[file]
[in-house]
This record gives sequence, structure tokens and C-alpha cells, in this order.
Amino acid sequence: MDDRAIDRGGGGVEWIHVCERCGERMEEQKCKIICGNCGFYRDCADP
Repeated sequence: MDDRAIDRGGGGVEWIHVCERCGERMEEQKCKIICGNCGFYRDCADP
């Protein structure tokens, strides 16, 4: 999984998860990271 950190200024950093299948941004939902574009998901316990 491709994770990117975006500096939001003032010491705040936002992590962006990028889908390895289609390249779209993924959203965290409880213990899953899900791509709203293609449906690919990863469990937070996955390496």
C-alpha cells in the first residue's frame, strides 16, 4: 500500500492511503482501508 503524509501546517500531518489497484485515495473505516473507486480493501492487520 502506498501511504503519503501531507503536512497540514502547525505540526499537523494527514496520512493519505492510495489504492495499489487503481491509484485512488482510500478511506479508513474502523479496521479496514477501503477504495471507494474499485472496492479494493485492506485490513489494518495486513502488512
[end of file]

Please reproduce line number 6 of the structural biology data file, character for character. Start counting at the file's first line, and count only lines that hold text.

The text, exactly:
C-alpha cells in the first residue's frame, strides 16, 4: 500500500492511503482501508 503524509501546517500531518489497484485515495473505516473507486480493501492487520 502506498501511504503519503501531507503536512497540514502547525505540526499537523494527514496520512493519505492510495489504492495499489487503481491509484485512488482510500478511506479508513474502523479496521479496514477501503477504495471507494474499485472496492479494493485492506485490513489494518495486513502488512